Heavy + Light: Shaping the Environment Through Precast Concrete

students in a room presenting posters and project models to others

A materials studio is nothing new for most schools of architecture, and at the University of Wisconsin-Milwaukee School of Architecture, the precast studio is considered the “granddaddy” of all the PCI Foundation Precast Studios, having been the first program built in our industry that inspired the others that followed.

The goal of this studio is to give students expertise and exposure to a single construction typology. Students consider how a precast concrete system can influence environmental issues such as collecting rainwater, daylighting, and thermal mass. How does the opportunity for the mass production of elements affect the sourcing of concrete, the relationship between the individual parts and larger structural systems, the formwork and production of units, as well as their transit and the assembly?

This studio, generously supported by Wells and the PCI Foundation, asked students to consider the challenges and the opportunities of using precast concrete building systems. Precast concrete allows for vast amounts of customization while also providing the framework for mass production. The production, tightly controlled within a prefabrication facility, has also provided architects with the opportunity to maximize spans, reduce waste, and produce consistent high-quality finishes.

We usually don't have the ability to say 'I have this idea' and then say 'Okay, let's do it!' We thoroughly enjoyed it.

Abby Platz Grad Student

Working Closely with Engineers

Early exercises asked students to consider both the module and the underlying geometry. Readings on pattern making and architecture as a field condition were important during the first half of the semester. Mid-semester exercises and reviews focused on the detailing, production, transit, and assembly of the systems that the students have design. Technical literature, as well face-to-face contact with the engineers from Wells, are important during this period. Finally, students used the knowledge they developed over the semester to design formwork and cast their models out of concrete.

Students were tasked with developing a low-rise building that contains and support various functions. They developed a structural grid to support a precast concrete roof that allowed for adequate natural daylight, reducing the need for internal lighting; a rainwater management system that will collect and store runoff, and green roof to minimize heat gain and encourage local biodiversity. Each of these tasks requires the roof to take on considerable spatial significance.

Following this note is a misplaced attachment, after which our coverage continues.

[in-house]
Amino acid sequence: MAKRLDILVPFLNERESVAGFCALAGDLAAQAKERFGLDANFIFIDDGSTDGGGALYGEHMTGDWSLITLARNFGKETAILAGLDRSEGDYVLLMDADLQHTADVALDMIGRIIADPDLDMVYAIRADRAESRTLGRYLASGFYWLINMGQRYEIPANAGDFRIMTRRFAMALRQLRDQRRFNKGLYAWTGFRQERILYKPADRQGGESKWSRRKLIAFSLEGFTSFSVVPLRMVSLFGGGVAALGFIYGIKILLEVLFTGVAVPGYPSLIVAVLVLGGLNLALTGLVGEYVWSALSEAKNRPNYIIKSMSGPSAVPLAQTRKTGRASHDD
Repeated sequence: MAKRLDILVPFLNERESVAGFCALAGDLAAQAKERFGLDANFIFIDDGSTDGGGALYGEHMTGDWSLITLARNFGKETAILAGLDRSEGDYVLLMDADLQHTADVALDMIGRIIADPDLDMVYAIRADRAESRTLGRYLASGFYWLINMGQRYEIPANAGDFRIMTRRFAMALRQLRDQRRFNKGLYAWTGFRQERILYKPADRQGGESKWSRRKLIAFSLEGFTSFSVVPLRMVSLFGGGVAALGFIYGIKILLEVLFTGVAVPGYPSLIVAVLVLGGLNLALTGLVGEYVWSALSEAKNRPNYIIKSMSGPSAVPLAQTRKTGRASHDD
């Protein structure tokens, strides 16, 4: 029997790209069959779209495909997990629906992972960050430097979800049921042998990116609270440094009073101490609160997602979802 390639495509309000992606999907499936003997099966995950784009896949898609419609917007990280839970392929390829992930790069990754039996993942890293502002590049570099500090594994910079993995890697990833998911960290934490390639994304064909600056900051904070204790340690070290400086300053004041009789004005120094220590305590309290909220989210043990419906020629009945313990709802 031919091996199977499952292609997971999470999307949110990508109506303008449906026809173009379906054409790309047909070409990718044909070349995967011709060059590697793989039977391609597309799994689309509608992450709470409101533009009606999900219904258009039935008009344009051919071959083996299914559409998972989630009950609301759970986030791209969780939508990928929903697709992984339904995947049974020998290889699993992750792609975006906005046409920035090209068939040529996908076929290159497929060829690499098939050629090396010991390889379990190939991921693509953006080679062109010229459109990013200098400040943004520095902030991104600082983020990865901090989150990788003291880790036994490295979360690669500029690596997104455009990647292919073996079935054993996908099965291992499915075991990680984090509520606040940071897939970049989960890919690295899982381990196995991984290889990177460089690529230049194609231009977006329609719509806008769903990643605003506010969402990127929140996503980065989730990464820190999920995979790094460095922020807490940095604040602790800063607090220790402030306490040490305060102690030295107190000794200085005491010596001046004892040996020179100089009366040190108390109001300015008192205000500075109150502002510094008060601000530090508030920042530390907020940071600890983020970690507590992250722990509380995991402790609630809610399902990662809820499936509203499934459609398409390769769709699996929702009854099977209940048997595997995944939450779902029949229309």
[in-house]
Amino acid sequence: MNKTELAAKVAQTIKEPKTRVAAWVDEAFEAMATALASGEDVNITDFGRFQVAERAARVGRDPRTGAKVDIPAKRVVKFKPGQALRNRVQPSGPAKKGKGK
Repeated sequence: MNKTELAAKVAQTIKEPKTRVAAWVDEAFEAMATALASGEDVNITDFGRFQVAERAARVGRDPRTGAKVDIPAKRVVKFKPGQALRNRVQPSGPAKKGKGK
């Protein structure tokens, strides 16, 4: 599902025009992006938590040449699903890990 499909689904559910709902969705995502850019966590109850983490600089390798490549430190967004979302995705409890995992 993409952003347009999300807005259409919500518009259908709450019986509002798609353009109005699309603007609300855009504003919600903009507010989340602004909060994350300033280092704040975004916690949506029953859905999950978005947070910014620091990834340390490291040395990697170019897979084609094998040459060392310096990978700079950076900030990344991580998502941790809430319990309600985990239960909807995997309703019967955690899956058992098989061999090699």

"It was so freeing to try out a bunch of things and make mistakes and learn from them", says Carly Farrell, a three-year grad student. “The actual casting and molding was very enriching because we saw how precarious some of the panels and pieces would be to cast on a larger scale and deal with on a larger scale. It was a level of knowledge that I didn’t expect to get out of this studio initially.”

“We had so many iterations that we were able to pump out,” said Abby Platz. “Normally, everybody says, ‘iterate, iterate, iterate,’ but it is all digital. We usually don’t do it by hand. We usually don’t have the ability to say ‘I have this idea’ and then say ‘Okay, let’s do it!’ We thoroughly enjoyed it.”

The ability to learn from mistakes as the students hand-crafted models gave them a unique takeaway. “We made a perforated double-tee arch doubly curved arch beam,” said studio student Gordie Getz. “Making this model and learning the failures and strengths of concrete and perfecting our craft was my favorite part of the semester.”

As architects are tasked with understanding their roles in shaping the world around us, both spatially and ecologically, they carry the heavy burden of understanding how their design decisions affect more than the appearance of the building itself. While precast concrete has some very clear advantages in terms of its reduction of waste compared to site-cast systems, its long-life cycle compared to other materials, and its role as thermal mass to reduce heating and cooling loads, we must as designers dig deeper in the possible feedback loops that this system could provide.

above shot of students showing off their project models

Lightening the Load

The structural capacity of such systems might allow for the easy adoption of green roofs or large-scale collection of rainwater, both very heavy loads for a structure. The whole nature of the precast concrete system would allow for relatively easy dismantling of a building and its reconstruction or rearrangement, suggesting that through adaptive reuse, these structures could take on new functions and users.

As we continue to develop lower energy and less carbon-intensive material processes, such as fly ash concrete, any new architecture must also engage systems outside of the building to have a positive impact on the many systems (energy, material, labor, ecology, etc.) that influence the ongoing life of a building. As precast concrete buildings have a potential lifespan of 100 years, there is ample opportunities to impact these systems.

This article was originally published in PCI ASCENT Spring 2022 and was written by Alex Timmer. Alex is an Assistant Professor at the University of Wisconsin - Milwaukee School of Architecture and Urban Planning.

To see PCI's full article, click here.